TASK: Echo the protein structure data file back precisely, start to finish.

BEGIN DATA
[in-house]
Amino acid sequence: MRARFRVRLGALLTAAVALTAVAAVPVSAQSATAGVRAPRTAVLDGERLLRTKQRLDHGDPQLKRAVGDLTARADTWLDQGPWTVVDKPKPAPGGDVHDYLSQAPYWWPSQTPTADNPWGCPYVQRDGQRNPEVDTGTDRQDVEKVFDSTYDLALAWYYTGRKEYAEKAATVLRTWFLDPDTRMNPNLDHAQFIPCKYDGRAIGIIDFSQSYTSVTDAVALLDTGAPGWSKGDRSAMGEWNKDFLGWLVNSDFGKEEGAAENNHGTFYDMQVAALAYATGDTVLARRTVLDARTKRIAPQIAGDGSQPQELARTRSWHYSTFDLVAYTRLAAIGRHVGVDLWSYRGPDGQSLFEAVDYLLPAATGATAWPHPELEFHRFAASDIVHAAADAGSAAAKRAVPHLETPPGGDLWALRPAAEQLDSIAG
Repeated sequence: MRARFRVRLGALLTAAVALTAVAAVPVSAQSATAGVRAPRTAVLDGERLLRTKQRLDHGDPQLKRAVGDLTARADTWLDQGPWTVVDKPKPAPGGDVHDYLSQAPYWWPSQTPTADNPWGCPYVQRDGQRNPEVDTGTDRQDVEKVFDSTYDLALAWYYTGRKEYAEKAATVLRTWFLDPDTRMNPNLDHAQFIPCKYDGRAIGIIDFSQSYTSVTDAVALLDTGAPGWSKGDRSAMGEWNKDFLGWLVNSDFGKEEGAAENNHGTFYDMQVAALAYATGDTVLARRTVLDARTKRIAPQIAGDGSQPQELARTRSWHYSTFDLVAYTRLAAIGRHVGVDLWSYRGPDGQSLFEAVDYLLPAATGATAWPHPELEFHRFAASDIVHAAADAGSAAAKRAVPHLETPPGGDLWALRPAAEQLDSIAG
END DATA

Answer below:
[in-house]
Amino acid sequence: MRARFRVRLGALLTAAVALTAVAAVPVSAQSATAGVRAPRTAVLDGERLLRTKQRLDHGDPQLKRAVGDLTARADTWLDQGPWTVVDKPKPAPGGDVHDYLSQAPYWWPSQTPTADNPWGCPYVQRDGQRNPEVDTGTDRQDVEKVFDSTYDLALAWYYTGRKEYAEKAATVLRTWFLDPDTRMNPNLDHAQFIPCKYDGRAIGIIDFSQSYTSVTDAVALLDTGAPGWSKGDRSAMGEWNKDFLGWLVNSDFGKEEGAAENNHGTFYDMQVAALAYATGDTVLARRTVLDARTKRIAPQIAGDGSQPQELARTRSWHYSTFDLVAYTRLAAIGRHVGVDLWSYRGPDGQSLFEAVDYLLPAATGATAWPHPELEFHRFAASDIVHAAADAGSAAAKRAVPHLETPPGGDLWALRPAAEQLDSIAG
Repeated sequence: MRARFRVRLGALLTAAVALTAVAAVPVSAQSATAGVRAPRTAVLDGERLLRTKQRLDHGDPQLKRAVGDLTARADTWLDQGPWTVVDKPKPAPGGDVHDYLSQAPYWWPSQTPTADNPWGCPYVQRDGQRNPEVDTGTDRQDVEKVFDSTYDLALAWYYTGRKEYAEKAATVLRTWFLDPDTRMNPNLDHAQFIPCKYDGRAIGIIDFSQSYTSVTDAVALLDTGAPGWSKGDRSAMGEWNKDFLGWLVNSDFGKEEGAAENNHGTFYDMQVAALAYATGDTVLARRTVLDARTKRIAPQIAGDGSQPQELARTRSWHYSTFDLVAYTRLAAIGRHVGVDLWSYRGPDGQSLFEAVDYLLPAATGATAWPHPELEFHRFAASDIVHAAADAGSAAAKRAVPHLETPPGGDLWALRPAAEQLDSIAG